Isn't it beautiful? That's a skinny single spun out of that luscious 50% camel down 50% merino we got from Copper Moose. Ah, it's beautiful. Not that easy to spin, it's like spinning dust. The fiber is short and the merino does little to hold it together. I hope I'm putting in enough twist. I only had that with me today and I started a second bobbin. I may put this down and ply this to see how it holds up. I would cry if it fell apart.
Last weekend, we had a dyeing workshop at my Spinning Guild. We dyed yarn the pioneer girl way! Open firepits, dyepots, natural dye. It was a blast. I was imagining witch's cauldrons but it wasn't quite like that. The Guild dyed a ton (ok, a few pounds) of Romney and I brought some of my own fiber to throw in the pots. Here's my BFL black walnut.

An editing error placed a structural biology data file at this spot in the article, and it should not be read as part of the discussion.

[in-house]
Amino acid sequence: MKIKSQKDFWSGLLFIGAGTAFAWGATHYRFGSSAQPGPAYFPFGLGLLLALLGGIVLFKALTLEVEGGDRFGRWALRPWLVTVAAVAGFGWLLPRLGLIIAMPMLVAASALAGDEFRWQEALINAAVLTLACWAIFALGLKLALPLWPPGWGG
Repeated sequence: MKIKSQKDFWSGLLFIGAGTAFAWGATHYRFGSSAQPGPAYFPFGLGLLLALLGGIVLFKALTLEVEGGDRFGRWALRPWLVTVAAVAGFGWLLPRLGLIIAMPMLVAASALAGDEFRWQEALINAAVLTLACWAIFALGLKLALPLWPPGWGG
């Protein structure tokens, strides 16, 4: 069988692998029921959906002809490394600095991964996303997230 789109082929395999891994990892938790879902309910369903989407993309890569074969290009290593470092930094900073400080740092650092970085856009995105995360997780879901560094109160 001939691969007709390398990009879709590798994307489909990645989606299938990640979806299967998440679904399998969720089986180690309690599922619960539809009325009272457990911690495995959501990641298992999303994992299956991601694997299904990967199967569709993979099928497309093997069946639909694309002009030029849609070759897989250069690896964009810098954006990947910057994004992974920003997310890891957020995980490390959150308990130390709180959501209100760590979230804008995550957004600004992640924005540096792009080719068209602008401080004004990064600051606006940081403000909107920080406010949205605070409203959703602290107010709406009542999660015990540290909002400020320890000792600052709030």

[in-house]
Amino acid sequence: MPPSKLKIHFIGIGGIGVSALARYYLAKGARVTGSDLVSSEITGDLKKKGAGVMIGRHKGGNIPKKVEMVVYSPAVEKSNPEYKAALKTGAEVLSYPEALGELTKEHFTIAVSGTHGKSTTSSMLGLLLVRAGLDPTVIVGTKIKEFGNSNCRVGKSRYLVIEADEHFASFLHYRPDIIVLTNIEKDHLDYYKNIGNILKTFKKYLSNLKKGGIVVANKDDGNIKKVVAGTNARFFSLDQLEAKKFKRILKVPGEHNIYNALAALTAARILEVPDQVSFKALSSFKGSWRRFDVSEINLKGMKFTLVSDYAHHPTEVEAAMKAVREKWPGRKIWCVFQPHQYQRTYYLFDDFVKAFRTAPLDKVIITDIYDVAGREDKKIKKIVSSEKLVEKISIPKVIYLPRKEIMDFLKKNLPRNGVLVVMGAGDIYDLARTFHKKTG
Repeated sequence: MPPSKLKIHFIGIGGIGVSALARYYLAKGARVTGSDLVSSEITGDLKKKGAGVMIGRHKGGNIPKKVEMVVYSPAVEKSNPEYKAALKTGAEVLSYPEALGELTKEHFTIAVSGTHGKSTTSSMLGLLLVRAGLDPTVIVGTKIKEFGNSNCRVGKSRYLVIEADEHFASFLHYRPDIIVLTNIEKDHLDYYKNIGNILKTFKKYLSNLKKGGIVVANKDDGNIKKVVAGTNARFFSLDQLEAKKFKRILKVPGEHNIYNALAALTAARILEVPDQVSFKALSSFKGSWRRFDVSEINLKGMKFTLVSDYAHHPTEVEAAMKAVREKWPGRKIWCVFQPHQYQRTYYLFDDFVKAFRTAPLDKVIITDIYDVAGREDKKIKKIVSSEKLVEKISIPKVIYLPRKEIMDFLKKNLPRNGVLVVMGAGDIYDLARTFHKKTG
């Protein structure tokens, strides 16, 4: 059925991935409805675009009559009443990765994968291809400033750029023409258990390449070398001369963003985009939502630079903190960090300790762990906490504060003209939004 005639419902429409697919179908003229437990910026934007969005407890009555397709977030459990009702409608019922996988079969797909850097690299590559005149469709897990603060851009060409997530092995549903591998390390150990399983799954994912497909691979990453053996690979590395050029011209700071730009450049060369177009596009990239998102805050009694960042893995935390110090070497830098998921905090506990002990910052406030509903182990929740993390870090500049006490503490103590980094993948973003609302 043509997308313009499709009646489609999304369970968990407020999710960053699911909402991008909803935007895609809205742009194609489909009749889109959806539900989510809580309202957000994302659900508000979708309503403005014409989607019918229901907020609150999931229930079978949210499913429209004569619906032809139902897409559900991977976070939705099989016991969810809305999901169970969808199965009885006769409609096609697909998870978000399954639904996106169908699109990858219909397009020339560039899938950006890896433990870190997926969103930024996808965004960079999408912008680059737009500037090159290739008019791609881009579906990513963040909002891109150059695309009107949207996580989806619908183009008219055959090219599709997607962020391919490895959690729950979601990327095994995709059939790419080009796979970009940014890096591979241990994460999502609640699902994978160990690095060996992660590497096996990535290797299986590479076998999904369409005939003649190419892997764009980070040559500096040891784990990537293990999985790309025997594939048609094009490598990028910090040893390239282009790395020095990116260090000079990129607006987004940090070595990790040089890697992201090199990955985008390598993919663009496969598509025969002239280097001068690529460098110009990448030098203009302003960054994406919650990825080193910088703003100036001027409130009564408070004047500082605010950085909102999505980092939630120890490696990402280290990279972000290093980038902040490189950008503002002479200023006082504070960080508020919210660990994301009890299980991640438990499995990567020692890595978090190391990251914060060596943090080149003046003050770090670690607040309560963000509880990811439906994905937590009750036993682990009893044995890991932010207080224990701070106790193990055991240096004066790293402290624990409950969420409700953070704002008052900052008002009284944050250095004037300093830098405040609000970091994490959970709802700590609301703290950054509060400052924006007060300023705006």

A pot of black walnuts about to be cooked up.Onion skins (L) and , if my memory serves me correctly, Hibiscus (R).
I stuck my 4oz of combed top merino in the marigold pot and I'm almost regretting not using the black walnut for that. The black walnut was fabulous! However, I'm happy with the yellow.
Today, we had another event, the Smithtown Heritage Society Fair where we spinners demonstrated and had a great time! I was getting a bit hungry and will bring or make snacks there next year. It was nice to spend a beautiful day under the old trees on the grounds and I was happy to see many children very interested in spinning!
Here's my best boy testing out a drop spindle. Ah, the drum carding demonstration, just lovely. That's a fake sheep, guys!
We all had a great time and discussed our shopping and travel strategy for Rhinebeck. Only 27 more days, you know!